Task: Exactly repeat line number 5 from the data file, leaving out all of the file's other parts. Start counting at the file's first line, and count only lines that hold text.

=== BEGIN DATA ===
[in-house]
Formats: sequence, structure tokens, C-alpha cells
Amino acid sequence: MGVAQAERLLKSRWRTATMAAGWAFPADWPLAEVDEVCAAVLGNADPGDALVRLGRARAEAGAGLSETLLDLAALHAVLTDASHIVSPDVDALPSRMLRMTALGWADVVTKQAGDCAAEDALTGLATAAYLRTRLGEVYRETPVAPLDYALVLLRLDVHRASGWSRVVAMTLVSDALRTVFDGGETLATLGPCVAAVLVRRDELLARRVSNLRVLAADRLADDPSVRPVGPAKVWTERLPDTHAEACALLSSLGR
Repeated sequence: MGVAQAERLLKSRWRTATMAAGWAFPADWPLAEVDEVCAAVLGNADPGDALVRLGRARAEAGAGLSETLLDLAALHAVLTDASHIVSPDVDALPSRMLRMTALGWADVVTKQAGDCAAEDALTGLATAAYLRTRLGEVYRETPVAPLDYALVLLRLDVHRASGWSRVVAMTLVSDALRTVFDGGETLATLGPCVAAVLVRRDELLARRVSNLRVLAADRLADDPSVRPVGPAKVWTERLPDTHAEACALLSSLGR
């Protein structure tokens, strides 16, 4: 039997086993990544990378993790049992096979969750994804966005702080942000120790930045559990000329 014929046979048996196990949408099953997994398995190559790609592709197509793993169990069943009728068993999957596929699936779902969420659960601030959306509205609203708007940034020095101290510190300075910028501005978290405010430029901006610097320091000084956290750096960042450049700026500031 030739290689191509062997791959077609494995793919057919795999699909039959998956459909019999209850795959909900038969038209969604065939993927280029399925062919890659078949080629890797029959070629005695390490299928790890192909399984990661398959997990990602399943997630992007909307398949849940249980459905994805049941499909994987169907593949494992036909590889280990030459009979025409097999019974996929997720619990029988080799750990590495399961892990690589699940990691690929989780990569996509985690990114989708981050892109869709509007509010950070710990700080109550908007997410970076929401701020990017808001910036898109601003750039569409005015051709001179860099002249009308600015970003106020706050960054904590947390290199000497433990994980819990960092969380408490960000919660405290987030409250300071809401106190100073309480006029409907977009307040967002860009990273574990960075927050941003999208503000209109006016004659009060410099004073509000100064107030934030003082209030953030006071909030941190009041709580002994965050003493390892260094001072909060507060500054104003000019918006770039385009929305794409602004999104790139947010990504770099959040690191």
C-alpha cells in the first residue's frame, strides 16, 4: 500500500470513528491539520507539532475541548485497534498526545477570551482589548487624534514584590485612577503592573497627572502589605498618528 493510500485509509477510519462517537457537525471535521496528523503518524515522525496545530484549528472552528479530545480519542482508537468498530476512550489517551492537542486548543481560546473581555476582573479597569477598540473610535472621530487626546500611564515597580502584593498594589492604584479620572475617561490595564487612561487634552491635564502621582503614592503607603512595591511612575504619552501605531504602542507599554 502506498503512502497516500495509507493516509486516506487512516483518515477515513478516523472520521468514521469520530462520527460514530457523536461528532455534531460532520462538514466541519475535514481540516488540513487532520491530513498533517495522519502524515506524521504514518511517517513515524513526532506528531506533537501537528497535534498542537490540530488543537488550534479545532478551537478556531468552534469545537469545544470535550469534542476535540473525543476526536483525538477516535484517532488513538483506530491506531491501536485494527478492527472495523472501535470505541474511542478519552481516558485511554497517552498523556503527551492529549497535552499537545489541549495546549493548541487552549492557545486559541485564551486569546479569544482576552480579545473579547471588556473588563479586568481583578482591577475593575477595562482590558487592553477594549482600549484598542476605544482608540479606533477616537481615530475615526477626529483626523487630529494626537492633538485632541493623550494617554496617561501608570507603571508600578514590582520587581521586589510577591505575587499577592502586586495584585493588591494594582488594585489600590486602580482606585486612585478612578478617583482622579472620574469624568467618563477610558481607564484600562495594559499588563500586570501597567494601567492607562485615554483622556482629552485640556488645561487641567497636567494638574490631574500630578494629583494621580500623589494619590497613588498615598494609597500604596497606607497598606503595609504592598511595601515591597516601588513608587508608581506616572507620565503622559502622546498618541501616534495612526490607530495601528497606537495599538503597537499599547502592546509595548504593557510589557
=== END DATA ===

């Protein structure tokens, strides 16, 4: 039997086993990544990378993790049992096979969750994804966005702080942000120790930045559990000329 014929046979048996196990949408099953997994398995190559790609592709197509793993169990069943009728068993999957596929699936779902969420659960601030959306509205609203708007940034020095101290510190300075910028501005978290405010430029901006610097320091000084956290750096960042450049700026500031 030739290689191509062997791959077609494995793919057919795999699909039959998956459909019999209850795959909900038969038209969604065939993927280029399925062919890659078949080629890797029959070629005695390490299928790890192909399984990661398959997990990602399943997630992007909307398949849940249980459905994805049941499909994987169907593949494992036909590889280990030459009979025409097999019974996929997720619990029988080799750990590495399961892990690589699940990691690929989780990569996509985690990114989708981050892109869709509007509010950070710990700080109550908007997410970076929401701020990017808001910036898109601003750039569409005015051709001179860099002249009308600015970003106020706050960054904590947390290199000497433990994980819990960092969380408490960000919660405290987030409250300071809401106190100073309480006029409907977009307040967002860009990273574990960075927050941003999208503000209109006016004659009060410099004073509000100064107030934030003082209030953030006071909030941190009041709580002994965050003493390892260094001072909060507060500054104003000019918006770039385009929305794409602004999104790139947010990504770099959040690191």